Perhaps the most significant issue at the FCC facing broadcasters is the resolution of the 2018 Quadrennial Review to assess the current local ownership rules and determine if they are still in the public interest.  As we wrote last week, the FCC has already started the 2022 review, as required by Congress, even though it has not resolved the issues raised in the 2018 review.  For the radio industry, those issues include the potential relaxation of the local radio ownership rules.  As we have written, some broadcasters and the NAB have pushed the FCC to recognize that the radio industry has significantly changed since the ownership limits were adopted in the Telecommunications Act of 1996, and local radio operators need a bigger platform from which to compete with the new digital companies that compete for audience and advertising in local markets.  Other companies have been reluctant to endorse changes – but even many of them recognize that relief from the ownership limits on AM stations would be appropriate.

Continue Reading Looking Into the Crystal Ball – What’s Coming in Broadcast Regulation in 2023 From the FCC

Here are some of the regulatory developments of significance to broadcasters from the past two weeks, with links to where you can go to find more information as to how these actions may affect your operations.

  • The FCC, as required by the Communications Act, released a Public Notice announcing the start of the 2022 Quadrennial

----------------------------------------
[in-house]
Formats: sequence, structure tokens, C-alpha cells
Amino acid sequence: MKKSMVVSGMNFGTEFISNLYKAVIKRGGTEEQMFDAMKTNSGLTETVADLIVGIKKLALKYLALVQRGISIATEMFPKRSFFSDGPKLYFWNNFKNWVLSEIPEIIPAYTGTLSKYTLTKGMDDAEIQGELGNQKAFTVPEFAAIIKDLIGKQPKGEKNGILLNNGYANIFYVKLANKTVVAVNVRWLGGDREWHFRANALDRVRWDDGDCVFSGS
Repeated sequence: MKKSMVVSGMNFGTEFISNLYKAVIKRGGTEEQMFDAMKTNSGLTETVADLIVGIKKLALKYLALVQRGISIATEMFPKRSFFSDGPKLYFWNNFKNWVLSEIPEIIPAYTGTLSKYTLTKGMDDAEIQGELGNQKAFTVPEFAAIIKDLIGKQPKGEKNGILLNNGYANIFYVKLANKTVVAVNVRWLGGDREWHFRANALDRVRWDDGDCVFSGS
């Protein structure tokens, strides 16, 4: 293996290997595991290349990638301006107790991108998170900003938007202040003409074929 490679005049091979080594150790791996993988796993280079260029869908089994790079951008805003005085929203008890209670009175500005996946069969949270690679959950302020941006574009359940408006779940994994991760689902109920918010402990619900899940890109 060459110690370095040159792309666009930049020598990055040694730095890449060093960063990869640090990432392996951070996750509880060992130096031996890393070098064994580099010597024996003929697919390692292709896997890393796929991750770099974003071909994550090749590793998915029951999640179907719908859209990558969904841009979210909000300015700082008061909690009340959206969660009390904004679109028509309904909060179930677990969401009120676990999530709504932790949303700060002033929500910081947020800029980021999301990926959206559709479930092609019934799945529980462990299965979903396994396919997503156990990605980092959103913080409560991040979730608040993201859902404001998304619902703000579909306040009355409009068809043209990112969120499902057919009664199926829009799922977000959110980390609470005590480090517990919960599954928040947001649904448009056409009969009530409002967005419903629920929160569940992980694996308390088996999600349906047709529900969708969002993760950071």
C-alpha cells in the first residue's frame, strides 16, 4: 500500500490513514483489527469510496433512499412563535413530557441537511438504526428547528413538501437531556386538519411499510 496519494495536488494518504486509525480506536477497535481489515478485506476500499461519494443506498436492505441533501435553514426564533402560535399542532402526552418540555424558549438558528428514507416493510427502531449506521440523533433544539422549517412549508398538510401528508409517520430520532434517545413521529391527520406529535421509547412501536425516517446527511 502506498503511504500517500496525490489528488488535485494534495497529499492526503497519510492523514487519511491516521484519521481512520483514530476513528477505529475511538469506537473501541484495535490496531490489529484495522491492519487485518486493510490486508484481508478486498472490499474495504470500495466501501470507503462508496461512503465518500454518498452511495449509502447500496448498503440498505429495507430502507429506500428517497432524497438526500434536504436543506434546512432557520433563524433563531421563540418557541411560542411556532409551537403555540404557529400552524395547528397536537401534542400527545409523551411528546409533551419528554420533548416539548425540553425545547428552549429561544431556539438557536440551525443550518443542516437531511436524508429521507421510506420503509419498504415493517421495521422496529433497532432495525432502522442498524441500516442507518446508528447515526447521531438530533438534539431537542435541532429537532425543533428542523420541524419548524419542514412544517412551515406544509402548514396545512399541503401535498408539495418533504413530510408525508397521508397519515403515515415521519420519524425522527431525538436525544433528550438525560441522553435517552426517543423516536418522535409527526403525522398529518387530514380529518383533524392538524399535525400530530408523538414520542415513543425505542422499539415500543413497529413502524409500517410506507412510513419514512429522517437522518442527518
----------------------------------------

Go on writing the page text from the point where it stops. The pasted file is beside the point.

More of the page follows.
The new year brings a series of regulatory deadlines in January and a February 1 license renewal deadline that broadcasters should take note of.  As in 2022, the FCC will remain vigilant in making sure that its deadlines are met, so the following items should not be overlooked or left until the last minute.

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With the holidays upon us and the end of the year fast approaching, the FCC took care of one piece of business required by statute as it released a Public Notice announcing the start of the 2022 Quadrennial Review of the FCC’s ownership rules.  The FCC is required, once every four years, to review their local ownership rules to see if they remain in the public interest.  The Notice starts the review required for this year even though the 2018 review remains pending with seemingly little likelihood of any action as long as the FCC remains politically divided (currently two Republicans and two Democrats with one open seat).

So, unless the 2018 review is decided and finds that some existing rule is no longer in the public interest and abolishes it, the just announced new review (the “Quad,” as those in DC communications regulatory circles call it) will look at the same issues as the last one did.  Ownership rules governing the limits on radio ownership in each market, largely unchanged since they were first adopted in 1996, are probably the issue that could potentially affect the largest number of broadcasters (see our articles here and here on proposals for change in the radio ownership rules).  Also under review will be issues including the Dual Network Rule, which prohibits combinations of two of the Top 4 TV networks, and a possible clarification of the Top 4 rule on local TV ownership.  The Top 4 rule generally prohibits combinations of two of the Top 4 rated TV stations in any television market.  In 2017, the FCC voted to allow parties to seek a waiver of that prohibition.  Such waiver requests are evaluated on a case-by-case basis.  The proposal raised in the 2018 proceeding was to adopt some bright line tests as to when waivers would be permitted (e.g., allowing combinations of the two lowest rated stations if their audience share did not equal that of the first or second ranked station in the market).
Continue Reading FCC Starts 2022 Quadrennial Review Before the 2018 Review is Complete – Time for Another Look at Radio and TV Local Ownership Rules